Your browser does not support javascript:   Search for gard hereSearch for news-and-events here.

Diseases

Genetic and Rare Diseases Information Center (GARD)

Print friendly version

Autoimmune polyglandular syndrome type 2


Other Names for this Disease
  • APS2
  • Autoimmune polyendocrine syndrome type 2
  • Diabetes mellitus, Addison's disease, myxedema
  • Multiple endocrine deficiency syndrome, type 2
  • PGA 2
More Names
See Disclaimer regarding information on this site. Some links on this page may take you to organizations outside of the National Institutes of Health.


Your Question

What causes autoimmune polyglandular syndrome type 2? Is it inherited?

Our Answer

We have identified the following information that we hope you find helpful. If you still have questions, please contact us.

What is autoimmune polyglandular syndrome type 2?

Autoimmune polyglandular syndrome type 2 is an autoimmune disorder that affects many hormone-producing (endocrine) glands.[1] This condition is characterized by the presence of Addison's disease along with autoimmune thyroid disease and/or type 1 diabetes.[1] Affected individuals may also have problems with other endocrine glands. Autoimmune polyglandular syndrome type 2 is diagnosed in adulthood, typically around age 30.[2] This condition occurs more often in women than men, and treatment primarily involves hormone replacement therapy.[1] The cause of autoimmune polyglandular syndrome type 2 is unknown, although it may involve a combination of genetic and environmental factors.[1]
Last updated: 3/24/2010

What causes autoimmune polyglandular syndrome type 2?

While the cause of polyglandular autoimmune syndrome type 2 is not fully understood, it usually results from an autoimmune reaction, probably triggered by a virus or other environmental antigen.[1][2] There is some evidence of an association between diabetes or hypothyroidism and congenital rubella infection. Other cases may result from immune stimulation caused by certain dietary proteins. Genetic susceptibility and idiopathic immunopathologic dysfunction may also play a role.[1]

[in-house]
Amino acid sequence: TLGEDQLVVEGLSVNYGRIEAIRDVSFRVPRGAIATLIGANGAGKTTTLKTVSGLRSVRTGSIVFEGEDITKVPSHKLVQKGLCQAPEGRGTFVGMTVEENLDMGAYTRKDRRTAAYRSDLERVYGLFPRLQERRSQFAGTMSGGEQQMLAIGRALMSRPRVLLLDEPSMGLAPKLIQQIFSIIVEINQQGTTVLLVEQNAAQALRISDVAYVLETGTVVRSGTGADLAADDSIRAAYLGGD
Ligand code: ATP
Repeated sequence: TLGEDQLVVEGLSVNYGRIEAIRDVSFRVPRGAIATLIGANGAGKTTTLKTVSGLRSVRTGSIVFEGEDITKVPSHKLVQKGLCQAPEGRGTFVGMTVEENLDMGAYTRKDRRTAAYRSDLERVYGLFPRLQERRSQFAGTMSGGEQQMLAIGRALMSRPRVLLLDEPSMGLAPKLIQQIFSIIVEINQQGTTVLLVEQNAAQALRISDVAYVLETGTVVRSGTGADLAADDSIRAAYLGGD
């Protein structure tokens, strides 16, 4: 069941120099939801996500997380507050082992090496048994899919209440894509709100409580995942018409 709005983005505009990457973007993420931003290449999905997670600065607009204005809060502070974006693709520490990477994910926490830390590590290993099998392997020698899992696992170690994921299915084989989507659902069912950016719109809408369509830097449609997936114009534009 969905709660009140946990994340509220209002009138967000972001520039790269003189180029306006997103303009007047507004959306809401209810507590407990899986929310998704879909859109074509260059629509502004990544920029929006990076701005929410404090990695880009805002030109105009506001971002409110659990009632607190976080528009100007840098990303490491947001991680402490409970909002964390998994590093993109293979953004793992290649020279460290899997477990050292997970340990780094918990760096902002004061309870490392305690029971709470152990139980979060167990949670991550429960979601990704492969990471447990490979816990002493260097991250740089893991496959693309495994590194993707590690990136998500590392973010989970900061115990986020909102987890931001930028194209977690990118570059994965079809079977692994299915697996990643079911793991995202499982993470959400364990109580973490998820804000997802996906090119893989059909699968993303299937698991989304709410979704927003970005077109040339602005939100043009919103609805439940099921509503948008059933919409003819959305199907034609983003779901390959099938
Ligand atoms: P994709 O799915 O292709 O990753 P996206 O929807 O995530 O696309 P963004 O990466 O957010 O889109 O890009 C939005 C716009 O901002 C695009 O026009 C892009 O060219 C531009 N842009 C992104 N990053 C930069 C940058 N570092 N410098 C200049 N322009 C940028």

Last updated: 3/24/2010

Is autoimmune polyglandular syndrome type 2 inherited?

Although most cases of autoimmune polyglandular syndrome type 2 are sporadic, some clinical researchers believe that there is a familial or hereditary trait associated with it.[1][3][4] Genetic factors, perhaps related to HLA subtypes, appear to increase susceptibility to this condition.[2] In addition, several different types of inheritance (autosomal recessive, autosomal dominant, multifactorial) have been reported, suggesting that it may involve a complex interaction among many genes.[2][3][5] There have been several reports of multiple family members with one or more endocrine deficiencies.[4]
Last updated: 3/24/2010

References